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In our experience the 35% figure for using own development resources may be notably lower in real life as 20% of the surveyed sample were agencies. While almost all digital agencies have access to their own developers in some shape or form, this is definitely not the case for typical sales and marketing organizations. 

But most companies only have two choices: first-party integrations or specialized third-party integration tools. Let’s take a look.

The inconvenient truth: most first-party integrations are suboptimal (and that’s putting it mildly)

I recently used the first-party integration between a well-known CRM and an almost equally well-known marketing automation tool to automate following up with leads. 

The integration would let me create opportunities in my CRM if a prospect opened or clicked my emails. So far so good. 

However, if they opened or clicked an email again, the integration would create a new (duplicate) contact. Furthermore, there was no way to create segments of all engaged leads or all leads who were sent emails but who hadn’t yet engaged.

Having worked with various sales and marketing integrations for nearly 10 years on both sides, I’ve come to know that first-party integrations are limited by design. Not purposefully made to disappoint, of course, but limited by the way companies operate. 

At best, integrations are approached with the Pareto rule: what’s the 20% of functionality that covers 80% of the use cases. And what gets built is a tool that “ticks boxes” and covers:

80% of needs of light users50% of needs of normal users20% of needs of heavy users

Please note I’m not saying that all first-party integrations are useless. Many integrations between major platforms work really well. But the reality is, there’s plenty of room for improvement. 

What to consider when choosing third-party integration tools

I’m not entirely unbiased in my views, but the best way for most companies to get their sales and marketing data to sync up is using purpose-built third-party integrations.

When you take a closer look, you’ll find big differences between the different solutions. They broadly fall into three categories.

1. Universal app connectors like Zapier and Automate.io are great for setting up light connections quickly

I like to call this group of apps “digital duct tape”. Tools like Zapier are a great and quick-to-set-up way to send data from one place to another. Such tools often cover hundreds (if not thousands) of apps, so you can connect pretty much any app you may like.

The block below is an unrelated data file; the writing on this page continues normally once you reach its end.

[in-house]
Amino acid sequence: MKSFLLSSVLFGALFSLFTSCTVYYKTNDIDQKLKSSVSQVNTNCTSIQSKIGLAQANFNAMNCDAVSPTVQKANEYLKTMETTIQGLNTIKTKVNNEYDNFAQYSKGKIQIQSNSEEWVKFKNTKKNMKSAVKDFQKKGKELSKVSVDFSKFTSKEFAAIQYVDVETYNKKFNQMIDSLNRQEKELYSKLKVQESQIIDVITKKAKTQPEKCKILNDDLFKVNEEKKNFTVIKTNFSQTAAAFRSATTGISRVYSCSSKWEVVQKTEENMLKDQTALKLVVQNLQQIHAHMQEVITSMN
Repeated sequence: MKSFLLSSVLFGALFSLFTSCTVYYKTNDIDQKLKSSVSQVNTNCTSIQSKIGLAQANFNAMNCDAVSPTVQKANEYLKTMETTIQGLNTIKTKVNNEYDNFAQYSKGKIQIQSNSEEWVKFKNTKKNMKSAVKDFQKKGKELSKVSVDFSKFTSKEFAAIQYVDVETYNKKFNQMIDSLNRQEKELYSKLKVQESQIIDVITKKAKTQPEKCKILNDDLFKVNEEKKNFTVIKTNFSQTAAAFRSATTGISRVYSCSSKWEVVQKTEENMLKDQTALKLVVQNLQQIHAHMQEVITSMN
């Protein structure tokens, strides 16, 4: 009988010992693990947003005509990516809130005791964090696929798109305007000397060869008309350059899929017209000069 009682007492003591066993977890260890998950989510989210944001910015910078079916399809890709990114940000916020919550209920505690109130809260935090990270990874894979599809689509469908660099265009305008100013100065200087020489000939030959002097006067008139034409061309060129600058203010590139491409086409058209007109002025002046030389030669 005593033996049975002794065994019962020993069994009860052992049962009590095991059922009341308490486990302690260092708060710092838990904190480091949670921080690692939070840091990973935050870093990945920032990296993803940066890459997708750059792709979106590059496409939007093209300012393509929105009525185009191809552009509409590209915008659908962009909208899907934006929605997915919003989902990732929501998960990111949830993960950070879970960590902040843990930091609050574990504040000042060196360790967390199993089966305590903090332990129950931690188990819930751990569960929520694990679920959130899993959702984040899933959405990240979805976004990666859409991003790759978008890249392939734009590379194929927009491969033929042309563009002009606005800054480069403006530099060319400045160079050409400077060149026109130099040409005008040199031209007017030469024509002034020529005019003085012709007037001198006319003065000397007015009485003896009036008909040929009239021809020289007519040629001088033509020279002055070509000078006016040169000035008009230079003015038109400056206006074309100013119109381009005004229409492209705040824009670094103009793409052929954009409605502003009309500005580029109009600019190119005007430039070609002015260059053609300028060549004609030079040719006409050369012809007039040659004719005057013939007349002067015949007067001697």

However, more complex use cases (e.g. when you’d need to check whether a contact is already receiving other campaigns, or stopping a sequence when someone takes a particular action) can get very complex and pricey very quickly. 

2. Contact data syncing platforms such as PieSync are great for keeping contact data synced bi-directionally

This category of tools keeps contact data up-to-date in all your systems. Such tools are purpose-built for keeping contacts in sync, and that they do better than the alternatives.

If contacts syncing is what you need, great! But alas you’ll be missing out on connecting event data (e.g. someone visiting your website or clicking an email), and so many of the most actionable and useful lead nurturing and ABM use cases across sales and marketing tools won’t be available. 

Like with using “digital duct tape,” you also miss some of the insights of pulling sales and marketing data together e.g. seeing which traffic sources or triggered emails lead to closed sales. 

3. Purpose-built app connectors to deeply connect sales and marketing data and workflows

There’s a new category of tools emerging that give you the benefits and insights of an integrated suite while using best-of-breed tools. Purpose-built app connectors like Outfunnel can connect sales and marketing data deeply and easily. 

And the same is true for other categories as well. What Outfunnel is doing for sales and marketing tools, Highways.io is doing for connecting sales and customer support data. 

Ultimately, as with most things in sales and marketing, you’ll need to experiment and test a variety of options to see what works for you. 

Conclusion 

The number of sales and marketing apps will continue to grow, and so will the importance of connecting your sales and marketing data.

The question is not whether to use best-of-breed tools or a suite. 

Today’s marketing and business leaders in charge of building sales and marketing stacks are tasked with finding the easiest and yet deepest solution to connect your sales and marketing data independent of the tools they’re using. It’s not easy, but there’s plenty of options to optimize your tech stack. 

Having your tools play nice together, is critical for your teams to be aligned and drive consistent revenue and sales. 

The post Marketing Integrations: The Challenge of Getting Your Marketing Tech Stack to Play Nice appeared first on CXL.